A Better Bed-Net Strategy
David Sengeh ’10 has decided that the most important asset in development work is not experience. Nor is it training in economics, public administration, or medicine. What’s most important for development workers, he says, is humility.
Sengeh spent last summer in his native Sierra Leone, distributing bed nets to prevent malaria, a drain on adult productivity and economic growth as well as on children’s educational achievement. Through GMin, an NGO Sengeh and a high-school friend founded in 2006, he and 10 other young men—four Harvard students or recent graduates among them—distributed 4,000 nets to more than 1,000 households, nearly 9,000 people in all. During the course of the summer, Sengeh estimates that each of them walked 120 miles.
Their results thus far are heartening: a follow-up study of the households that received nets in 2007 found that 93 percent were using them, compared to rates below 50 percent for distribution campaigns by major humanitarian organizations. (Before-and-after numbers for malaria prevalence aren’t yet available.)
How did college students operating on a shoestring—GMin has spent less than $40,000 to date, raised almost entirely through charitable contributions from individuals—figure out how to improve on the models of those with far more experience and deeper pockets? Sengeh believes that those organizations failed to recognize that their strategies weren’t working. Following a UNICEF edict that pregnant women and children under the age of 5 were the most vulnerable groups, programs distributed only enough bed nets for those constituencies, meaning a household of 10 might get just one or two nets.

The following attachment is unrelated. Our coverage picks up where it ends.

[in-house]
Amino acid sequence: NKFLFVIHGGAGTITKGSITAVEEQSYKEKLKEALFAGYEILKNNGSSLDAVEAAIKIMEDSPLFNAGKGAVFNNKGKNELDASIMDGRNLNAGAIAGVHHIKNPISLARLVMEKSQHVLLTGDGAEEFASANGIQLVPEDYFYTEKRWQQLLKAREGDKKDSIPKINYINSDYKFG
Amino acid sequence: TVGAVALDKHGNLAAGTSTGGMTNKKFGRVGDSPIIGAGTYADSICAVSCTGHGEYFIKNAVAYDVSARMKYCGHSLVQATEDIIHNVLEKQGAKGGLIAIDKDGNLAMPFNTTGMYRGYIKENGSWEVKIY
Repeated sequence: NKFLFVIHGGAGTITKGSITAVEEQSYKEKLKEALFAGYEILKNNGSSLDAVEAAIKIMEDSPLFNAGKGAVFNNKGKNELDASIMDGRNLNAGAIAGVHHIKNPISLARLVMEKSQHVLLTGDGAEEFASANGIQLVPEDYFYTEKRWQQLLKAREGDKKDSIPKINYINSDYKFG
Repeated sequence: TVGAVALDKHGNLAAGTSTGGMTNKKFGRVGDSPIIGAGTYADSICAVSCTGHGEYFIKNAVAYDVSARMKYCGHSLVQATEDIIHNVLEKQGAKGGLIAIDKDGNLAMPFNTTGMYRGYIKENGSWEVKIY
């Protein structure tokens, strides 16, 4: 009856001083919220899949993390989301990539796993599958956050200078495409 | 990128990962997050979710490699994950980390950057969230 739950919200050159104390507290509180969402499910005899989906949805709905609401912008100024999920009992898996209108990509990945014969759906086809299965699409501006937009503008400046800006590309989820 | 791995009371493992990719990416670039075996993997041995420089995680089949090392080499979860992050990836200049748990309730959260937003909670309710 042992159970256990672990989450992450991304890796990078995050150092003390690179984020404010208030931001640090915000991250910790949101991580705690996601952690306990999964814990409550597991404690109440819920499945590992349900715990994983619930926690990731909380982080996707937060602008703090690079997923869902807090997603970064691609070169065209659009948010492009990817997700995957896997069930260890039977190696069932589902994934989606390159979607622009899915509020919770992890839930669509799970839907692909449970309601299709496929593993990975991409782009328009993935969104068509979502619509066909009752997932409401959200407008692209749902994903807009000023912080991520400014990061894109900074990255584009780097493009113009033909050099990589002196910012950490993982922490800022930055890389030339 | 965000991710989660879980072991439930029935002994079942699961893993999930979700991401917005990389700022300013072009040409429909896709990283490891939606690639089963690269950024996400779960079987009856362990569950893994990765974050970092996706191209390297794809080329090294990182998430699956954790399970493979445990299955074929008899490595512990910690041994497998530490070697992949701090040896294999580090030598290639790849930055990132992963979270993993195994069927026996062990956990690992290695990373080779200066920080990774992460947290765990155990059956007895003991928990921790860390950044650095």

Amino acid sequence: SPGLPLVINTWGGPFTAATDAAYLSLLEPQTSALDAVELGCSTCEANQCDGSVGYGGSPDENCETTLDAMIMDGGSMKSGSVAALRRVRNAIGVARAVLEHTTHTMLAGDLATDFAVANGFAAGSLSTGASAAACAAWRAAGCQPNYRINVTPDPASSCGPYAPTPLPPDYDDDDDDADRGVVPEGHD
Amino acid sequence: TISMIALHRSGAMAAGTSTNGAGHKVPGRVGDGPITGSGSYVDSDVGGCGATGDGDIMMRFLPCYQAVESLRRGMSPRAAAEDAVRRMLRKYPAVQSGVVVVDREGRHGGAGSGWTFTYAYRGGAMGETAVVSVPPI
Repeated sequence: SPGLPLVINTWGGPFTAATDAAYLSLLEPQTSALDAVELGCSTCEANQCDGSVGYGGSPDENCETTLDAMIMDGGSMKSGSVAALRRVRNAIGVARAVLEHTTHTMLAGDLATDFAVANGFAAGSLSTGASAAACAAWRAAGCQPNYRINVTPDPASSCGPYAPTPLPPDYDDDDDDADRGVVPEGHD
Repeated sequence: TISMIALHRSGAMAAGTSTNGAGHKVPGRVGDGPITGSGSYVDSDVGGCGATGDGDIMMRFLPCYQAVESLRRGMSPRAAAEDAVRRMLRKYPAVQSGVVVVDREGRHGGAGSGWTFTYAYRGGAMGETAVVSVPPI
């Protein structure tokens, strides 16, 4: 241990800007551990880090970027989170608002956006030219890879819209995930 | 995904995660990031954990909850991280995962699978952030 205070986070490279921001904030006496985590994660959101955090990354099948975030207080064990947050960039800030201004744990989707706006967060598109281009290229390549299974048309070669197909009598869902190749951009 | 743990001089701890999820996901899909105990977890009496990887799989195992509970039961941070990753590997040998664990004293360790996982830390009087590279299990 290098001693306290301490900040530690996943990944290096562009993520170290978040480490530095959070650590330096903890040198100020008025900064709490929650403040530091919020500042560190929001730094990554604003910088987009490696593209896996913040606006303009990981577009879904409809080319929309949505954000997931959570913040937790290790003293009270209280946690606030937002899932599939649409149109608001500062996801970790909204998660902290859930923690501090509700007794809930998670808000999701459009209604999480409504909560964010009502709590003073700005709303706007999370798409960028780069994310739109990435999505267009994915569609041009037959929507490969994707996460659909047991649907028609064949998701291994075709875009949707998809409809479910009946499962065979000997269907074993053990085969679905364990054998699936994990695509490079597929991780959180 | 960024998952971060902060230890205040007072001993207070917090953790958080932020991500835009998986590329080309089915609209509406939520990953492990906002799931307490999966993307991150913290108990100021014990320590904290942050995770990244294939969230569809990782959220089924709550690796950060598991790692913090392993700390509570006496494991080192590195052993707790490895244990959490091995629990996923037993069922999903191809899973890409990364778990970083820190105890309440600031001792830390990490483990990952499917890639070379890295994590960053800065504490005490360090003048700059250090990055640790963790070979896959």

But in Sierra Leone, respect comes with age, so the best food and nicest sleeping spaces are reserved for adults. The nets were designed to go over beds, but children typically sleep on mats on the floor—meaning the nets were being used to protect parents instead. Sengeh says he heard relief-organization workers berate Sierra Leoneans for relegating their children to the floor. But cultural factors are difficult to change, so GMin’s approach skirted the issue by distributing bed nets to cover every sleeping space in each household, even if that meant reaching fewer households in all.
Sengeh, a biomedical sciences and engineering concentrator in Currier House, is glad to have taken courses that informed his startup projects, which also include distributing and testing microbial fuel cells in South Africa and Namibia, and an advisory role in the Sierra Leone youth center on which Elizabeth Nowak worked. (Sengeh took the Idea Translation course, and considers David Edwards a pivotal mentor.) But he says his work on the ground has been just as pivotal as any classroom experience: “I don’t consider it an extracurricular. It’s a class that’s situated in the world… If you want to learn about global health challenges, you go into the field and do it.”
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